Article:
During 1954, Vera Miles appeared four times in different television programs, including the episode, "The Wild Intruder", December 6, 1954, on Richard Boone's television series "Medic", and in a forgotten, made for "The Hallmark Hall of Fame" movie, "Immortal Oath". It was during the year that Bob and Vera Miles divorced, they had two daughters, Debra and Kelley.
TARZAN'S HIDDEN JUNGLE released February 16, 1955
No, Vera Miles does not play "Jane", her character is "Jill Hardy". The actress had just co-starred with Charles Boyer on televisions "Four Star Playhouse", in the episode, "A Champion Affair", on December 16, 1954
Gordon Scott portrayed "Tarzan". Scott had been working as a lifeguard, at the "Sahara Hotel", in Las Vegas, Nevada, when I first met him as a swimming student. It was there, one day, when he was "discovered" by a talent agent. This movie was Gordon Scott's first on-screen appearance and he would make another five "Tarzan" films. The last, "Tarzan the Magnificent", was released on July 6, 1960, four-months after his divorce from his second wife, and mother of his son Michael, actress Vera Miles. The had been married back on April 14, 1956!
Gordon Scott's friend, Steve Reeves, suggested he come to Italy and make movies there. His first, which is part of the following linked article, was 1961's, "Goliath and the Vampires". My article, "PEPLUM: A Look at the Sword and Sandal Motion Pictures from the 1950's and 1960's", is at:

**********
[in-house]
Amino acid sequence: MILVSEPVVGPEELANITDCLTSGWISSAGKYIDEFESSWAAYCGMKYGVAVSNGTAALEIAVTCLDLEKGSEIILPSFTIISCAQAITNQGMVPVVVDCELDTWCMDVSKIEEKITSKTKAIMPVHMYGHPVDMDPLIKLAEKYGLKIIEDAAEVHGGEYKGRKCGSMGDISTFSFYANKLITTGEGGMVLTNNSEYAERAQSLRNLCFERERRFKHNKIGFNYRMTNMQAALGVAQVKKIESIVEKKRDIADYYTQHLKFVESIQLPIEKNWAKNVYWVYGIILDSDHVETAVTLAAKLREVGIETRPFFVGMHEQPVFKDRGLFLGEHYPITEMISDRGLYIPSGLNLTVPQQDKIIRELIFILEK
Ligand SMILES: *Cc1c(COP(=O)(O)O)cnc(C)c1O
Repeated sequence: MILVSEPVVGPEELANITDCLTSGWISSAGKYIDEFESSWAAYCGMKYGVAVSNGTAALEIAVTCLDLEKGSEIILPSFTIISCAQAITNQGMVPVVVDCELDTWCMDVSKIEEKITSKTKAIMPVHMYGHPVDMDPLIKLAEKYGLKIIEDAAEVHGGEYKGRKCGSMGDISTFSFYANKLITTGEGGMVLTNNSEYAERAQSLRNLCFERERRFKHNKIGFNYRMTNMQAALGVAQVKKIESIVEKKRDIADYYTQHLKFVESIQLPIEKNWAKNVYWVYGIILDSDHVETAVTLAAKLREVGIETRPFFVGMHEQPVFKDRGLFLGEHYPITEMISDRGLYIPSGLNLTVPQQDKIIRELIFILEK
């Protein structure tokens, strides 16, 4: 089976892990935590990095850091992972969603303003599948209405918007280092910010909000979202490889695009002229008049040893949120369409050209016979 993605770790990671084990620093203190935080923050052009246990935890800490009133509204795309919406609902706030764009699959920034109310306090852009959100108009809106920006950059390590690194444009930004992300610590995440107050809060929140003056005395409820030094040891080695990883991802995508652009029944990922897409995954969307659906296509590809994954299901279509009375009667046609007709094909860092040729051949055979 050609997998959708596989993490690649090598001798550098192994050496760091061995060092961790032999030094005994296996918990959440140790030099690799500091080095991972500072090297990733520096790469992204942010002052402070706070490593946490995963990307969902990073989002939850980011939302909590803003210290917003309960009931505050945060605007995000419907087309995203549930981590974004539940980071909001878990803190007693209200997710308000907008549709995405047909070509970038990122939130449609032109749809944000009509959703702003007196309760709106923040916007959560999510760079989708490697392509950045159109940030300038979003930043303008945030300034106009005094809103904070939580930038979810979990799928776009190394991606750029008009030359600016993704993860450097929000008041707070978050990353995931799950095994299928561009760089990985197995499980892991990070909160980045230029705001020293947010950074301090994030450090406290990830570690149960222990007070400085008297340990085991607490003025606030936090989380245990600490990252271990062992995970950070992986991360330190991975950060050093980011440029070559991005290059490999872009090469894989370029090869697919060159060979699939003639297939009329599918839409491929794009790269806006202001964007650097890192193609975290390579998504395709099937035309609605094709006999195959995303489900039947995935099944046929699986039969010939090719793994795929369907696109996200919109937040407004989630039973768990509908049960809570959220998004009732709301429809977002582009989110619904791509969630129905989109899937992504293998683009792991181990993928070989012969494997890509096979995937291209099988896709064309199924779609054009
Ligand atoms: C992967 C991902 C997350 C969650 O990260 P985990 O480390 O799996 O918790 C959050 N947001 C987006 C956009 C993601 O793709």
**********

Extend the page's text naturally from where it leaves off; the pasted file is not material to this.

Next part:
Peter van Eyck portrayed "Dr. Celliers". German born Gotz van Eick, left Germany in 1931 with the rise of Adolph Hitler. He became an American citizen in 1943 and was drafted into the Army as a commissioned officer, and became part of "Ritchie Boys". Military Intelligence officers and interrogators that were trained at "Camp Ritchie", in Washington County, Maryland, to interview selected German Army and Navy POW's.
Van Eyck's first motion picture was the Tim Holt, Bonita Granville, and Kent Smith's, 1943's, "Hitler's Children". Ten-years later, he co-starred with French actor Yves Montand, in the French thriller, "Le salarie de la peur (The Wages of Fear)", the classic about four men hired to transport nitroglycerine through the jungle to a South American oil company.
The actor is probably best known to American audiences for portraying "Lieutenant Colonel Ocker", in producer Darryl F. Zanuck's, 1962, "The Longest Day", Richard Burton's, 1965, "The Spy Who Came in from the Cold", and 1969's, "The Bridge at Remagen", starring George Segal, Robert Vaughn, and Ben Gazzara.
Above, Peter van Eyck and Vera Miles.
Jack Elam portrayed "Burger". Elam lost his eye, when a fellow "Boy Scout" stabbed a pencil into it during, what Elam would describe when asked, a disagreement. After graduating from "Santa Monica Junior College" in accounting, Elam was first a bookkeeper for the "Bank of America", and then an auditor for "Standard Oil". Jack Elam entered the Navy during the Second World War, upon his discharge, he became an independent accountant in Hollywood, with Samuel Goldwyn as a client, leading to his acting career.
Two poachers come into the jungle hunting animals for profit, but plan on tricking "Dr. Celliers" and his assistant, "Jill Hardy" into thinking they're actually nature photographers. What the two overlook is "Tarzan", and will not succeed in their plan.
Vera Miles has a distinction of sorts, she starred in the teleplay, "Revenge", Episode One, Season One, October 2, 1955, of the television series "Alfred Hitchcock Presents", directed by Hitchcock.